- Matthew 6:19-24
- 1 Samuel 18:1-16
Dear brothers and sisters in the Lord,
We are still in our series, “The king is dead; long live the King”. In this series of sermons we learn that all earthly kings are human beings; we can not put our trust in any earthly leader. and Even when Israel asked for a king, history teaches us that their exceptions for their king came to nothing but disappointment. Saul, their first king, was a disaster.
The Israel monarchy serves as a pointer to Jesus Christ, the One born as a the descendant of David, whom God called “for Himself” (1Samuel 16:1). God made Christ king. Of Him the Bible teaches that He is Kings of kings. What does it entail, what does it mean, when we call him our King? Hear this illustration:
From boyhood, one of my favourite stories has been the forty martyrs of Sabaste. These forty soldiers, all Christians, were members of the famed Twelfth Legion of Rome’s imperial army.
One day their captain told them Emperor Licinius had sent out an edict that all soldiers were to offer sacrifice to the pagan gods. These Christians replied,
“You can have our armour and even our bodies, but our hearts? Allegiance belongs to Jesus Christ.”
It was midwinter of A.D. 320, and the captain had them marched onto a nearby frozen lake. He stripped them of their clothes and said they would either die or renounce Christ.
Throughout the night these men huddled together singing their song, “Forty martyrs for Christ.? One by one the temperature took its toll and they fell to the ice.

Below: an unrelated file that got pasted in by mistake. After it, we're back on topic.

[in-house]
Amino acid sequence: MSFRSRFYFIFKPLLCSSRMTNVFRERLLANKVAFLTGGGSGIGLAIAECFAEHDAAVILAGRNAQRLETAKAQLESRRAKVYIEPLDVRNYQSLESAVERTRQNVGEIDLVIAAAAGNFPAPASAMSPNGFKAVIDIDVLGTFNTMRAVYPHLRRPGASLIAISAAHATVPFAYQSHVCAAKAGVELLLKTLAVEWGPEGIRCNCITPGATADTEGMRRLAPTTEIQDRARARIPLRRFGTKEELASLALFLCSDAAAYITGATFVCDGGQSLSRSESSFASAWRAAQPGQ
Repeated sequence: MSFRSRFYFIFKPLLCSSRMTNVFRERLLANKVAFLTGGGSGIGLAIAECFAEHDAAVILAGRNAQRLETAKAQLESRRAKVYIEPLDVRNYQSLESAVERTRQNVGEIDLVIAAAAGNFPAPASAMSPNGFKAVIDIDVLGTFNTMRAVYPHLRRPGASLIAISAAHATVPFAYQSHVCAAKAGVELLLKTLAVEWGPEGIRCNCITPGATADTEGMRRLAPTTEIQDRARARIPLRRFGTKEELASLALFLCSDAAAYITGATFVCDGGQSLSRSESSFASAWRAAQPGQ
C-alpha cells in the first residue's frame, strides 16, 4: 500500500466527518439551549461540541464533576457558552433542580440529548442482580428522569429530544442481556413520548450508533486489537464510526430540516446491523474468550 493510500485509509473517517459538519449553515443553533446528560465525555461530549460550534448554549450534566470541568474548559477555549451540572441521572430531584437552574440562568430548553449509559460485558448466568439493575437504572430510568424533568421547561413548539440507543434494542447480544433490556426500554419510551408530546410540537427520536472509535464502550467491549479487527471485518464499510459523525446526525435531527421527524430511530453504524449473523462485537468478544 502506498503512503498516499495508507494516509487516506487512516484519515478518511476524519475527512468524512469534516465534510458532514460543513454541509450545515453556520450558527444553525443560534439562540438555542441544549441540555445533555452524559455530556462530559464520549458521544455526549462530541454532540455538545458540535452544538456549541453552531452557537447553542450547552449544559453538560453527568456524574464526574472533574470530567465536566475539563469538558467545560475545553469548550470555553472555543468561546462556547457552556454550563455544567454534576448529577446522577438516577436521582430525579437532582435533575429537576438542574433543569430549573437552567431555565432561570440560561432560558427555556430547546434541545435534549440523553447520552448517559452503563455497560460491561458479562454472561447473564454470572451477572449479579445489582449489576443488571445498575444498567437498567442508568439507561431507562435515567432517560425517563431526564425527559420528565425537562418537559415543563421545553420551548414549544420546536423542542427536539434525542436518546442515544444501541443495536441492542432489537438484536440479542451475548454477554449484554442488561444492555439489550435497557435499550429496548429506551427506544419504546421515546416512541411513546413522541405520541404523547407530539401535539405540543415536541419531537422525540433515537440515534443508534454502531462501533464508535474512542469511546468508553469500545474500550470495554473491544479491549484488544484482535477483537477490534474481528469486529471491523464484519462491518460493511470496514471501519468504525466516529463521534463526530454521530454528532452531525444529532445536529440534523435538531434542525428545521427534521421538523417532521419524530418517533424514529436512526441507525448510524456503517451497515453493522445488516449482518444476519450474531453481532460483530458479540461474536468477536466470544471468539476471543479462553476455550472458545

At last there was only one man left. He lost courage and stumbled to the shore, where he renounced Christ. The officer of the guards had been watching all this. Unknown to the others, he had secretly come to believe in Christ. When he saw this last man break rank, he walked out onto the ice, threw off his clothes, and confessed that he also was a Christian.
When the sun rose the next morning, there were forty bodies of soldiers who had fought to the death for Christ. (Good News is for Sharing, Leighton Ford, 1977, David C. Cook Publishing Co., p. 16)
If Christ is our King it means He has our total allegiance. To be a follower of Christ means that as soldiers we go where He commands; what He desires becomes our command. What we say, think and do are under the control of his will. Our reading this morning taught us:
“No one can serve two masters. Either you will hate the one and love the other, or you will be devoted to the one and despise the other.” (Matthew 6:24, NIV)
With this in mind the Bible puts the question to us: What is Christ to you, King or rival? If you call Him your King, what do you mean by that?
The in-between background
We have the Bible neatly divided into chapters. We heard about Saul and his disastrous initial years, but the flow of the events are broken with the introduction of David as God’s choice for Himself to be king. We today read of the defeat the David Goliath, and we understand that he could do so because God had chosen him, but at the time David had probably not been anointed, his brothers did not know, Jonathan did not know, and Saul had no idea who this young boy was.
Somewhere in-between, chronologically, Samuel anointed David as king in the presence of his father and brothers (1Samuel 16:13) The story was out: the new king was anointed. Jonathan, his sister and the people loved David, but Saul hated him.
Jonathan, a servant of the future king